The Norito “eeee”

If you have a formal ceremony performed at a jinja, a seishiki (or shōden) sanpai, the priest includes your address and name in the norito that is read to the kami. This is so that the kami knows who the prayer is for. After your name, the priest says “eeeeeee”. There is normally a short pause before and after that sound as well.

What’s that about?

As I continue reading around Shinto, I have finally discovered the origin. In ancient Japanese, which is what norito are written in, “ee” (well, in standard transcription it would be written “i”, but the sound is “ee”) was an emphatic particle that could be added after words to draw particular attention to them. This particle is used in norito to emphasise the name of the petitioner.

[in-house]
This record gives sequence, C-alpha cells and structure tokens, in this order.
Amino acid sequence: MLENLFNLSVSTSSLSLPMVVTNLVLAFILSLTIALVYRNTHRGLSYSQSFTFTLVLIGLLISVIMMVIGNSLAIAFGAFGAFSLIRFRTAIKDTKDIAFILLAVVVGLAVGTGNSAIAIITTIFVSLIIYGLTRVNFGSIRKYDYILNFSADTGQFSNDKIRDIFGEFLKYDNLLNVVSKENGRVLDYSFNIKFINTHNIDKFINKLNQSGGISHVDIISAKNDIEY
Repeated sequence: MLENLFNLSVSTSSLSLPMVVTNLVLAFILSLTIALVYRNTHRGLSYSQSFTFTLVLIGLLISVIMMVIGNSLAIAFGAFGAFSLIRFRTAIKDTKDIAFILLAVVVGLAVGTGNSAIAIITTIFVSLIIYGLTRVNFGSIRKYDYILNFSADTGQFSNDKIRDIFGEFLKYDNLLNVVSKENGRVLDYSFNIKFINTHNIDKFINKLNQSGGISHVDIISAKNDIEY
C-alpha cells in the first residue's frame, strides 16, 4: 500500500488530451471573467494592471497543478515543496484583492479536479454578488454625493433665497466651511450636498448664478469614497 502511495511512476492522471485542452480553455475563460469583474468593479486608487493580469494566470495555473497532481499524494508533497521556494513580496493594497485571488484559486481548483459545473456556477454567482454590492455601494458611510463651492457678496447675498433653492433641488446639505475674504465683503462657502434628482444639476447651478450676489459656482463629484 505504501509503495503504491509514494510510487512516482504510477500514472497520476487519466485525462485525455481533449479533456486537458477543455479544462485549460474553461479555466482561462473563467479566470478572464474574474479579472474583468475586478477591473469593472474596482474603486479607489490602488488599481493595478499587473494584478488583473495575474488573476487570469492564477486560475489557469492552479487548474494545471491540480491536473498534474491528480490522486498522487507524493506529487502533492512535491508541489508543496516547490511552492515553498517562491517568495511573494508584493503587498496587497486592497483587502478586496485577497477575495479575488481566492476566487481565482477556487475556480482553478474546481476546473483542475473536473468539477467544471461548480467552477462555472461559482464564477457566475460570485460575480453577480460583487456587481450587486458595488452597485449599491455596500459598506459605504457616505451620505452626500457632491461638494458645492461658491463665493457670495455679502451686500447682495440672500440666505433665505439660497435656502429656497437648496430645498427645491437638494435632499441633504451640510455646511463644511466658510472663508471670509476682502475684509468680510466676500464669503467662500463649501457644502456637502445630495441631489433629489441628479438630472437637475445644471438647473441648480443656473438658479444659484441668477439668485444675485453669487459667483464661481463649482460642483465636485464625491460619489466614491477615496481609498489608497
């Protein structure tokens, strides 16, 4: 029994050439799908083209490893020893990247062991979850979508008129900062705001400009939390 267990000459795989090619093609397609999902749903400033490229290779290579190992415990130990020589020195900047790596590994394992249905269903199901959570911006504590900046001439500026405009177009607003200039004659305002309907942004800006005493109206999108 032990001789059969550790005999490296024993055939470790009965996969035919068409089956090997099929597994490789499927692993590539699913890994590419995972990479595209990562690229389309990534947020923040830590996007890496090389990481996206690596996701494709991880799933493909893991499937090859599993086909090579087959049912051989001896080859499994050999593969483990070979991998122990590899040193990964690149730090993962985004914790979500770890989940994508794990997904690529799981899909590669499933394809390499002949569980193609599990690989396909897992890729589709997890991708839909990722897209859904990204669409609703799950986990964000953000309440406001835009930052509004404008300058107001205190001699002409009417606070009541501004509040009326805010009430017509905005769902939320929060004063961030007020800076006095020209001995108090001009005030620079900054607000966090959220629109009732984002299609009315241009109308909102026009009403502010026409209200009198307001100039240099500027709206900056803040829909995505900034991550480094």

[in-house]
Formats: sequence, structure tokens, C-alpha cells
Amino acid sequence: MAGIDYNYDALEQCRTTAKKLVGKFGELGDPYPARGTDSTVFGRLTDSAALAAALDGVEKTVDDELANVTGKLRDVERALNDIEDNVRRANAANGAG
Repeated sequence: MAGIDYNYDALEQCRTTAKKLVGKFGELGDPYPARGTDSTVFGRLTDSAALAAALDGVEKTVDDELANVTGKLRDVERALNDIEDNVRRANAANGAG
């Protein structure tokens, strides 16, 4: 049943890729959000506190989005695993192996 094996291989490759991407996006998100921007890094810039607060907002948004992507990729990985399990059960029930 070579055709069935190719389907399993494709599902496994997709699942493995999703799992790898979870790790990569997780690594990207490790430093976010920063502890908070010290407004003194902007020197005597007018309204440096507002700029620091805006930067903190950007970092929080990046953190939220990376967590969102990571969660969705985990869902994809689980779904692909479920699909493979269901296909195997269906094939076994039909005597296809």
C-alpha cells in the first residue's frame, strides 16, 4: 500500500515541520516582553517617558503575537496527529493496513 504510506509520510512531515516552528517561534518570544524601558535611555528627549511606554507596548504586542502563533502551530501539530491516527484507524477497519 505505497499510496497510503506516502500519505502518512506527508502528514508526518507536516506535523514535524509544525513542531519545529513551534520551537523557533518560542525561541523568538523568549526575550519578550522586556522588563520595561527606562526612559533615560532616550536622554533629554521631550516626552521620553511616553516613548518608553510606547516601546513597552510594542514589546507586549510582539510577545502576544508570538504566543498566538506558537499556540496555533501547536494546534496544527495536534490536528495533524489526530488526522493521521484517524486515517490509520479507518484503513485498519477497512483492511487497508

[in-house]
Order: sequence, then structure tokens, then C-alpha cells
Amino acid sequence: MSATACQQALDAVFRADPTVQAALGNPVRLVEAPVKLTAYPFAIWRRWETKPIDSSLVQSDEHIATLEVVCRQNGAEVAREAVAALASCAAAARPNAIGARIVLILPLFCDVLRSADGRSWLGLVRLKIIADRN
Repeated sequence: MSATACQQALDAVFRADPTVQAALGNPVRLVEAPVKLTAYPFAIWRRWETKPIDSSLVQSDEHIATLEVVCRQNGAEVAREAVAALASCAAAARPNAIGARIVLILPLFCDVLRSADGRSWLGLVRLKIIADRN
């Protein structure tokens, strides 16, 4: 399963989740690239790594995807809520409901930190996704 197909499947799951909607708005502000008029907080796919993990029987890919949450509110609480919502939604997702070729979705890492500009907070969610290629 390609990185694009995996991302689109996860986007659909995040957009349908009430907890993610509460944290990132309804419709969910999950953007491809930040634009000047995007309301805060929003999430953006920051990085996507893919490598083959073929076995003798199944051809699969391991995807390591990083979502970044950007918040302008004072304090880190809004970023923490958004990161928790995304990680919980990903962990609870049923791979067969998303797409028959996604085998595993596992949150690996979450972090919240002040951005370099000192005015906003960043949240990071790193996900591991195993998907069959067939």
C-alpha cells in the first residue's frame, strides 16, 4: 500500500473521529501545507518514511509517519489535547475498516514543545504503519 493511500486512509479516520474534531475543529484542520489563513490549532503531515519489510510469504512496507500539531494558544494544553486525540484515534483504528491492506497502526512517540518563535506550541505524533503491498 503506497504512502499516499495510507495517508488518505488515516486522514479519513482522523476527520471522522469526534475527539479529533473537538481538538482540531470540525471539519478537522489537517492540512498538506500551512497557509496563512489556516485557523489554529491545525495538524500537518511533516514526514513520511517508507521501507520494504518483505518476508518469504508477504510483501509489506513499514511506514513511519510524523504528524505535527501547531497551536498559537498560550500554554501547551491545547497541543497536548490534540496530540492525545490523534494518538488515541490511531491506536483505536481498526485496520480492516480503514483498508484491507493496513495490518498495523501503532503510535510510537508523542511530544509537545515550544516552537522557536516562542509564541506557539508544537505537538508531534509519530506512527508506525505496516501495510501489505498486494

I have yet to read a direct explanation of why the petitioner’s name is emphasised. Is it to make sure that the kami blesses the right person? Similarly, I am not sure why the “ee” sound is drawn out. But at least I now know what the sound is for.

I have a Patreon, where people subscribe to receive in-depth essays on various aspects of Shinto, about once per month. If that sounds interesting to you, please take a look.

Leave a Reply

This site uses Akismet to reduce spam. Learn how your comment data is processed.